Beer Money on WWE Signing Indie Talents, Advice for the TNA Creative Team, Current Tag Team Division - PWPIX.net

Beer Money on WWE Signing Indie Talents, Advice for the TNA Creative Team, Current Tag Team Division

James Storm

– James Storm and Bobby Roode recently spoke with The Huffington Post UK while on tour with TNA. The full interview is at this link. Below are highlights:

At one time, TNA’s tag division had Team 3D, Bad Influence and many more. Now there’s the Wolves and some other newer pairings. How do you view the depth of the division?

James Storm: You’ve got the wolves, Abyss and Crazzy Steve, Jessie Godderz and Eli Drake and Eric Young and Bram. It’ll take a little bit but I think we can get Tag team wrestling to where it used to be here in TNA.

Bobby Roode: I think it’d be good to bring in teams from outside of TNA too. There’s a lot of good tag-teams in the world and I think let’s give them an opportunity to see what they can do. We’re open to any challenge. We’ve got some unfinished business but obviously our goal is to get a shot at the tag-team titles.

Big Dick from Lucha Underground suggested WWE was trying to buy up the whole roster there. With Samoa Joe, Austin Aries, AJ Styles etc going over to NXT do you think WWE is pursuing the same strategy with TNA?

JS: For me, it only makes smart business. If they’re able to do it because they have the financial backing then so be it. However, it’s also big props to the guys that don’t go. A lot of people are always hating on the guys that don’t go or leave or something. It’s like you don’t have to wrestle in WWE to be successful. A lot of people can’t live with that.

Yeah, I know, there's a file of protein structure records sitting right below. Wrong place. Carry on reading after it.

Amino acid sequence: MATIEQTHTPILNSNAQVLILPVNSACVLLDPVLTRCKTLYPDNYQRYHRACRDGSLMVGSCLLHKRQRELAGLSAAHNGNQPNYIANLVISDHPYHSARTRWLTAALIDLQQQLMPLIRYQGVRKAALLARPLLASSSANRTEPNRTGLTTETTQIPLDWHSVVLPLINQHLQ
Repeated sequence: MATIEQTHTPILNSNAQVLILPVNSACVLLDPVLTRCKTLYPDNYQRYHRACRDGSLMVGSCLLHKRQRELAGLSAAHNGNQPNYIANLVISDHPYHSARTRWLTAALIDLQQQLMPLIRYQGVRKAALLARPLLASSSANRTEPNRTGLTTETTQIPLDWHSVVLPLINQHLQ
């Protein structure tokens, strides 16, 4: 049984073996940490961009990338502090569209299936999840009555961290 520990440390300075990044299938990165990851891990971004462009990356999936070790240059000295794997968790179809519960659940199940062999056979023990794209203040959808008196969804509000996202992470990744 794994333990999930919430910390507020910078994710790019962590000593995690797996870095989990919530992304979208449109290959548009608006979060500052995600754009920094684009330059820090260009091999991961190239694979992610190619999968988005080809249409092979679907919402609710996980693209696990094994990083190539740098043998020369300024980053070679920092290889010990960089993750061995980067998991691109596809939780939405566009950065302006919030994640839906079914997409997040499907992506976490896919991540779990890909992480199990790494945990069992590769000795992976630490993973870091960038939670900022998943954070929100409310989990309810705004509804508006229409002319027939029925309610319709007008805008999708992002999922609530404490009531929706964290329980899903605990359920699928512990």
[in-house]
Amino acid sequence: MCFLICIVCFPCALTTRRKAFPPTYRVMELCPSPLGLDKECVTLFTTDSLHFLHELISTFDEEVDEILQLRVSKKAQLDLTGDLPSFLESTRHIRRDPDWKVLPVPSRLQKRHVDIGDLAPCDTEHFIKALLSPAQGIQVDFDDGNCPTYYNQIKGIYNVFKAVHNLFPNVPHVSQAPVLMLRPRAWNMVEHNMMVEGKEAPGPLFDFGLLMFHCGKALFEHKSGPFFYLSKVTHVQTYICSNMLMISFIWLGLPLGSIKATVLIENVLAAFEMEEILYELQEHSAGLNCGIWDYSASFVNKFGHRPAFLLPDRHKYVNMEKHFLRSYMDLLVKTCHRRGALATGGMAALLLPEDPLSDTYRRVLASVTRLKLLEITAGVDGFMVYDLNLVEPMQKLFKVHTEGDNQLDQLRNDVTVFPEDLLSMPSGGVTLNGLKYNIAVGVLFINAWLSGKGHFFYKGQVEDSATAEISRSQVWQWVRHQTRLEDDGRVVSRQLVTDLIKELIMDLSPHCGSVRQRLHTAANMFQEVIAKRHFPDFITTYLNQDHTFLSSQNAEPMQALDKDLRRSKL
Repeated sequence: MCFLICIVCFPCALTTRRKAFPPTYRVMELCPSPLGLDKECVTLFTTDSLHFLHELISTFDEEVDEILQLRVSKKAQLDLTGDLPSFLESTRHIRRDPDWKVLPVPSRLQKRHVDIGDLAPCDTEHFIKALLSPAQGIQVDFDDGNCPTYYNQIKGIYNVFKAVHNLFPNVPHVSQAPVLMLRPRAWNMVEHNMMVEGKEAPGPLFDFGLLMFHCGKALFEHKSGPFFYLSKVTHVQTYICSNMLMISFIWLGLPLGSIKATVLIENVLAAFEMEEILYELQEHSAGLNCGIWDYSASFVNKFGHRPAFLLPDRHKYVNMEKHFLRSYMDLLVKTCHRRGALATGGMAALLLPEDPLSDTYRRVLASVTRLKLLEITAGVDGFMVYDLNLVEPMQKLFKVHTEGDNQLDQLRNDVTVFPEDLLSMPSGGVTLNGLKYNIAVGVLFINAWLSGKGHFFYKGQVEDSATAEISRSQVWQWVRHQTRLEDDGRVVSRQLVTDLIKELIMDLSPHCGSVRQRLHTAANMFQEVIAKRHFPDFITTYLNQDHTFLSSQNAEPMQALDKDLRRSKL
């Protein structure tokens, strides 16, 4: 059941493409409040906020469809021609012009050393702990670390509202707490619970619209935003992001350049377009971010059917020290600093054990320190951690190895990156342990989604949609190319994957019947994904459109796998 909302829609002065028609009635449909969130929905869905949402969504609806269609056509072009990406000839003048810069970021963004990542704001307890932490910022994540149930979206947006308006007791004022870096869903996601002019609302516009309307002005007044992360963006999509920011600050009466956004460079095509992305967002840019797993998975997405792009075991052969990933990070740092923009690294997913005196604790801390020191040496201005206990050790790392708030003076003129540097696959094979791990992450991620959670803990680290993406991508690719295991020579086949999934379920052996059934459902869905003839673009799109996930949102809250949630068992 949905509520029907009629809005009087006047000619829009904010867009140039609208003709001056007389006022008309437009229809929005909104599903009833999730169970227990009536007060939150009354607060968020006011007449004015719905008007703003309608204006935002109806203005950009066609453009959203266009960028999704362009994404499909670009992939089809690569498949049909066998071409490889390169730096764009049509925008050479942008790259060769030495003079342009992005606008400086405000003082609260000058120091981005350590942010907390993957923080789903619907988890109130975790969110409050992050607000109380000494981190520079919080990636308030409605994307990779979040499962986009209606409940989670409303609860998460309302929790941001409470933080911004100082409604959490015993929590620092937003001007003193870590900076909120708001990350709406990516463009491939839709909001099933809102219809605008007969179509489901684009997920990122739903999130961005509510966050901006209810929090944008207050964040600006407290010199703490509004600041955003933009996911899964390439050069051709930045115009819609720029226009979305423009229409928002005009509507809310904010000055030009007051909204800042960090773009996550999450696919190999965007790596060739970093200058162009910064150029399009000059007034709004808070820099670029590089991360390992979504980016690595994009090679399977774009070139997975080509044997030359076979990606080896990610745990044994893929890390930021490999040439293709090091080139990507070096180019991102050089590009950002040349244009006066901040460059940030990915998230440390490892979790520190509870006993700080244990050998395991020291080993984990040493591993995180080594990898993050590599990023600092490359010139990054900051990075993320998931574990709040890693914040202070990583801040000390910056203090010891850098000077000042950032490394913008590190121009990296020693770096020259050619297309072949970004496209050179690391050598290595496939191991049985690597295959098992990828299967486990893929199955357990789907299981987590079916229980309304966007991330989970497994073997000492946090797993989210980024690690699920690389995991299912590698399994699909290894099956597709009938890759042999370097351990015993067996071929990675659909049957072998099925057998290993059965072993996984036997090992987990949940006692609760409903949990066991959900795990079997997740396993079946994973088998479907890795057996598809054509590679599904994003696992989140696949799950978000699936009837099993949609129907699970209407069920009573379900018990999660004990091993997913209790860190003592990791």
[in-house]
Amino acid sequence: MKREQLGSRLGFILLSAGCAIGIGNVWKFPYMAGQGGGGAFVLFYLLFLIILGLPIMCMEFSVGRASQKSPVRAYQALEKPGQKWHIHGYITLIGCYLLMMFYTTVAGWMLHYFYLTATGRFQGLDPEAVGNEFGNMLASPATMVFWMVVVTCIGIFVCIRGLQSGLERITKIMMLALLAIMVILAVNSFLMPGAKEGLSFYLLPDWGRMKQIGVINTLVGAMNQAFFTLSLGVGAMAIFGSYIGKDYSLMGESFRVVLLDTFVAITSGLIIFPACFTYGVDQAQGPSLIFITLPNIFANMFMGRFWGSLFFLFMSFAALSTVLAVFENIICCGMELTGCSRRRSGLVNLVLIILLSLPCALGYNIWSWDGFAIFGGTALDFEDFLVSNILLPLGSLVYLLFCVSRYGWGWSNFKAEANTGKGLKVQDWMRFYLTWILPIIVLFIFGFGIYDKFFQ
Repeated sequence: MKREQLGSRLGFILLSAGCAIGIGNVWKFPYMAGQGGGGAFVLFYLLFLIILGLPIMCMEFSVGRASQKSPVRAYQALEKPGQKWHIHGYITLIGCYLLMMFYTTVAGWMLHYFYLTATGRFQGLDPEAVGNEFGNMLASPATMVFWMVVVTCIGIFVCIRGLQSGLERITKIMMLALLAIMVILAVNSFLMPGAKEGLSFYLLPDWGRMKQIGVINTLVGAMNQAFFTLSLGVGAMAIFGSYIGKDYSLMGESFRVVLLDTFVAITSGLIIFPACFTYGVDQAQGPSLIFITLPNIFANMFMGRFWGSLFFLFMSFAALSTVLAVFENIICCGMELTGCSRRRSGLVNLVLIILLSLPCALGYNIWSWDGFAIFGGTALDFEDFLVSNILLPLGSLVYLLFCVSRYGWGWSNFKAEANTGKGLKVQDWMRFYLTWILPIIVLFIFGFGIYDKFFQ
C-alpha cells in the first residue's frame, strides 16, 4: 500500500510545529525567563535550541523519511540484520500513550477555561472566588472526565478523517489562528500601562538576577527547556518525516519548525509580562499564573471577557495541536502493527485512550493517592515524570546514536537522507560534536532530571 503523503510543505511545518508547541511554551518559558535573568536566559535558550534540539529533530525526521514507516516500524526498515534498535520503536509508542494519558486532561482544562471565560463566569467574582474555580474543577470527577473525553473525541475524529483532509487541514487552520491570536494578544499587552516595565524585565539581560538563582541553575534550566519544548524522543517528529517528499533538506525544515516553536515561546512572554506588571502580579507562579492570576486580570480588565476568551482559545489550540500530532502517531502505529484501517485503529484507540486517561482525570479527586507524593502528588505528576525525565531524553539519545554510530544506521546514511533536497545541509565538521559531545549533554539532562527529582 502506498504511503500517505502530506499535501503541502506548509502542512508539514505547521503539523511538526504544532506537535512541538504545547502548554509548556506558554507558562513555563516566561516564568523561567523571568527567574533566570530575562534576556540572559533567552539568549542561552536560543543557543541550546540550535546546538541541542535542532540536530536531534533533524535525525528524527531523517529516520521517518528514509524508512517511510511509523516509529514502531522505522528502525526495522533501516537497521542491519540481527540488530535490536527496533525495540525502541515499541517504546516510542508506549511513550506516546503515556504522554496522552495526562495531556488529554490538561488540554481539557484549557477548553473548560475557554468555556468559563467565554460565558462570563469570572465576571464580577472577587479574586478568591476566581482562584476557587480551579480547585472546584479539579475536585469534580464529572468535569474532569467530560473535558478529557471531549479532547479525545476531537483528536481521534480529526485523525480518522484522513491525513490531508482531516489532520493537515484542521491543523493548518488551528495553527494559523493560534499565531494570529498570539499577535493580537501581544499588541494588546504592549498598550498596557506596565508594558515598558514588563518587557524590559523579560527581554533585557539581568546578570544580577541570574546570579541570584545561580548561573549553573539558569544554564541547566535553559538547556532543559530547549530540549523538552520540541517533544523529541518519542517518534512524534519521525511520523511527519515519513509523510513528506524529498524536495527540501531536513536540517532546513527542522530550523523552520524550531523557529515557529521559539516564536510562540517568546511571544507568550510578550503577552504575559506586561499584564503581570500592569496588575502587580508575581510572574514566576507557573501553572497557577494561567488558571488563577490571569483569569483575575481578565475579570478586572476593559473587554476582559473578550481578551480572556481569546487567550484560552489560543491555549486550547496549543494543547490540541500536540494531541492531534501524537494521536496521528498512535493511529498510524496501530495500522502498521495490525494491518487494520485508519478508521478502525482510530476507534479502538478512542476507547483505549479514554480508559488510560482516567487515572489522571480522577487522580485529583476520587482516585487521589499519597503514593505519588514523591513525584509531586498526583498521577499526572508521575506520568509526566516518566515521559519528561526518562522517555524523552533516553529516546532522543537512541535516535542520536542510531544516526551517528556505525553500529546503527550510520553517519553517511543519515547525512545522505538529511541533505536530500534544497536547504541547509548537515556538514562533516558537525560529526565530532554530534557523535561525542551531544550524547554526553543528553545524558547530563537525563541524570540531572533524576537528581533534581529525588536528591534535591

BR: the one thing that you learn in this business is that perception is reality. What you see on TV or what you read about the business isn’t always true. As James said, you don’t have to go to WWE to make money or to be happy. I’ve been in TNA for nearly fifteen years. I’m very happy, financially I’m doing well and it’s been very successful. In this business were all one big happy dysfunctional family. It doesn’t matter which company you work for, everyone wishes everyone else the best. Nobody ever wants to see a company fold. I don’t know why some fans want to see the company do badly. On social media, people are bashing TNA. Why? If you don’t like it, don’t watch it. When I was a kid, I would have wanted wrestling on every singly night. It didn’t matter what it was.

JS: If the company does go out of business, WWE might not pick up your favourite wrestler you were watching on the other company. Now you don’t get to see the guy you wanted to see.

With TNA on an upswing what’s your advice to the creative team to keep viewers?

JS: Just consistent storylines. There’s been a lot of times here in TNA where things have been hot-shotted or just rushed. When I was growing up watching wrestling, stories took a while. In this day and age, with TV and TNA not running as many Pay-Per-Views as other companies, storylines are kind of rushed. I think when they’re really good and drawn out that keeps the audience involved.

BR: the storylines are really important. Wrestling has changed so much with TV – its wrestling for the ratings now. So it’s hard not to hot-shot an angle sometimes but it would be nice for a story to evolve. James and I, our story lasted over a year and it was an intriguing one. If it lasts over a year and a half people can sink their teeth into something. Already people are saying they want to see us wrestle the wolves but that’s something you can build up to and get to that point.

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